Reinforcement learning for quantum control

The ability to precisely manipulate a quantum system is fundamental for the successful realization of quantum computing. In the case of superconducting qubits, for example, the implementation of an arbitrary quantum algorithm boils down to applying a specific sequence of electromagnetic pulses corresponding to the desired circuit of unitary gates. Generally, finding optimal control protocols is often a challenging en- deavor due to the exponential size of spaces of possible protocols. The quantum world poses additional obstacles, because quantum states cannot be directly observed and – in the context of NISQ technology – we are often lacking accurate models for the physical systems, which account for the current imperfections of the devices.

In optimal control theory a cost functional asserts the quality of control protocols and the variational minimization of the cost yields optimal strategies. On this basis, various algorithms have been developed to achieve quantum optimal control, which can be largely separated into two classes – gradient-based algorithms and gradient-free algorithms. Gradient-based methods require the ability to evaluate the cost function as well as the variational derivatives. Exploiting knowledge about the gradients typically enables fast convergence, but a microscopic model for the dynamics of the physical system is required. Gradient-free algorithms, on the other hand, rely solely on evaluations of the cost function, enabling optimization of non-differentiable cost or in the absence of microscopic models.

Reinforcement learning (RL) falls into the category of gradient-free approaches. In the RL framework an artificial intelligence (AI) called the agent is trained to solve a given task by interacting with an environment. The agent can take actions and observe their effect on the state of the environment. Additionally, the agent is given a reward for each action taken, which indicates its usefulness for the given task and thereby enables the agent to improve the policy followed when proposing actions. As such, the RL framework matches the control problem at the core of quantum computation, namely to manipulate the available control knobs such that the resulting evolution corresponds to the desired quantum operation. And, in fact, first studies show that quantum control benefits from specific features of RL algorithms, namely robustness in the presence of noise and in complex control landscapes, non-local exploration, and reacting to feedback as a part of the strategy.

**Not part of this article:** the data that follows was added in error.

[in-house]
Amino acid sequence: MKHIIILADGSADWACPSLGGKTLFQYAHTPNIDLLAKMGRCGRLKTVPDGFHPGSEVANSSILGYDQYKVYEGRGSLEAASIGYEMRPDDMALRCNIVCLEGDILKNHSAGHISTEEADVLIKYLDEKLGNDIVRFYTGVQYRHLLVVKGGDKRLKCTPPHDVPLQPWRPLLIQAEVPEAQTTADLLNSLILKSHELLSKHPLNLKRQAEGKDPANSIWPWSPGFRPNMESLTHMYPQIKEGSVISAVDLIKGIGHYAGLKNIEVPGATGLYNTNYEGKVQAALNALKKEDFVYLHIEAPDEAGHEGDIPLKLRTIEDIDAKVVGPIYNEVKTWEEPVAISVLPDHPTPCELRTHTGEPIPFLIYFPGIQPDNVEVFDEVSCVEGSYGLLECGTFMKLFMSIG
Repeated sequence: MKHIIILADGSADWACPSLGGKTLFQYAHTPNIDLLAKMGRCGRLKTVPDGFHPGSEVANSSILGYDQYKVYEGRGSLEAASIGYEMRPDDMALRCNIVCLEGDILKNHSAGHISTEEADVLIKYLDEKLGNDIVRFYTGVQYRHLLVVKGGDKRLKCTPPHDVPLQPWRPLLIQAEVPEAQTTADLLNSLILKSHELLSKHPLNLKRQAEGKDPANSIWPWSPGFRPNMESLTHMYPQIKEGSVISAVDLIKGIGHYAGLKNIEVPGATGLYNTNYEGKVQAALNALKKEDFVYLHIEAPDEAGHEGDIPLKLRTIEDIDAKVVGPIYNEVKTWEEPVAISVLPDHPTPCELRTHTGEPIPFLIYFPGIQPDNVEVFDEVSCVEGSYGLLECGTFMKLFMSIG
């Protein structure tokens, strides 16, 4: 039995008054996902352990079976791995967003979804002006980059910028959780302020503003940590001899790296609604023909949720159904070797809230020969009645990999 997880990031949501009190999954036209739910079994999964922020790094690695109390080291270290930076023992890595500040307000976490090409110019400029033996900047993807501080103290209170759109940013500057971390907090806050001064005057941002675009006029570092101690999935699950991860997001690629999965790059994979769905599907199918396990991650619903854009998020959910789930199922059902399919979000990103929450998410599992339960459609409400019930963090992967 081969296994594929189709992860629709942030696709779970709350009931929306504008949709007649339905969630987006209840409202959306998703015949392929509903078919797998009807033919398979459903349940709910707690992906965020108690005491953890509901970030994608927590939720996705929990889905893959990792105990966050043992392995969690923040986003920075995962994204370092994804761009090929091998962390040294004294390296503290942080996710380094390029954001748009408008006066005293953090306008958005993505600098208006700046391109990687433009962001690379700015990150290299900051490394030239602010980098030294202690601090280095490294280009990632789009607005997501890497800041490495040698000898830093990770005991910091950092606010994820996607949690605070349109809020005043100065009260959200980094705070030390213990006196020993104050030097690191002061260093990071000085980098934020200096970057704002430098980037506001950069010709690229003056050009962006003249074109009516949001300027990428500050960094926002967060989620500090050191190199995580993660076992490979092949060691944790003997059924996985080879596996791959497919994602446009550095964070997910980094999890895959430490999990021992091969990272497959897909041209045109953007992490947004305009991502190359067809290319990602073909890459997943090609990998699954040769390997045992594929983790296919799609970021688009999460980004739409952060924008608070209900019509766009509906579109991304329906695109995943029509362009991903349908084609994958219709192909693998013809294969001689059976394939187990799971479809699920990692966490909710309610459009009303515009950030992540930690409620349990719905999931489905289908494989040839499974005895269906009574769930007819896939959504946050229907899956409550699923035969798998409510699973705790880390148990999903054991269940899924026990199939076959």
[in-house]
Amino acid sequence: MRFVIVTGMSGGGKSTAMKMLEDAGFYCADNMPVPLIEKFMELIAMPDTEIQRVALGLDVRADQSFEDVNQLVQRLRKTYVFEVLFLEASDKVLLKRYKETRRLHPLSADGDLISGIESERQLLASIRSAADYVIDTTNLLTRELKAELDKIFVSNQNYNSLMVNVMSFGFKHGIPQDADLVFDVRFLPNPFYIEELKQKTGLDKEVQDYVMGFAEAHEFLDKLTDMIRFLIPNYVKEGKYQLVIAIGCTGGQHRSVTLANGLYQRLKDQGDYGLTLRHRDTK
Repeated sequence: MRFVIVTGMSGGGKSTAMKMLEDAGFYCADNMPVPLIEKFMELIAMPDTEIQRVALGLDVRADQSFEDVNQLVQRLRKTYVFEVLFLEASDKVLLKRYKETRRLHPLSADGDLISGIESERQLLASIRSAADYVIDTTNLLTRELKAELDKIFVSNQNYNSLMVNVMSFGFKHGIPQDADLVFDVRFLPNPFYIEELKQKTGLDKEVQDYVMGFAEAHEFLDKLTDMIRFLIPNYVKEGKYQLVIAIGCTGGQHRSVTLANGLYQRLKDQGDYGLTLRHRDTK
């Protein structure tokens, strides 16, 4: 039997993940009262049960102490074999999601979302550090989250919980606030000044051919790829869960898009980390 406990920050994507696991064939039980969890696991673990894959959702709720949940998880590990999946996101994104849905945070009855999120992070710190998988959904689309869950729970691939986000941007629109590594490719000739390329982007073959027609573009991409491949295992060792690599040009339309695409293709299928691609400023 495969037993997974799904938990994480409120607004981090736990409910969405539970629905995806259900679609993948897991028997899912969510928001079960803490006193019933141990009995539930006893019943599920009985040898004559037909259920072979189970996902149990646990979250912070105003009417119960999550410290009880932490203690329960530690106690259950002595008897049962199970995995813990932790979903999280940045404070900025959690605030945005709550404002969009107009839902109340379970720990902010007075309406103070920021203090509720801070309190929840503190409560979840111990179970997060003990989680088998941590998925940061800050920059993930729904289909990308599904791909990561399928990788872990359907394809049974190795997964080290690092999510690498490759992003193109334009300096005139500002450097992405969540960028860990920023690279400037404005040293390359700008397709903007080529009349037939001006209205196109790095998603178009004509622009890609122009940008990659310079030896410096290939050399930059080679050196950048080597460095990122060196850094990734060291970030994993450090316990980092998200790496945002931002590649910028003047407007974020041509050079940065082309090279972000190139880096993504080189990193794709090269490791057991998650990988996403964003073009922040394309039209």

In our research we aim to tap the full potential of RL to facilitate high-precision control of NISQ devices. Thereby, RL-enhanced NISQ devices will provide a further boost towards relevant applications. Further interesting aspects are the tradeoff between accuracy and incomplete information within the RL framework and the possible identification of previously unknown characteristics of the quantum devices from the control strategies developed by the AI.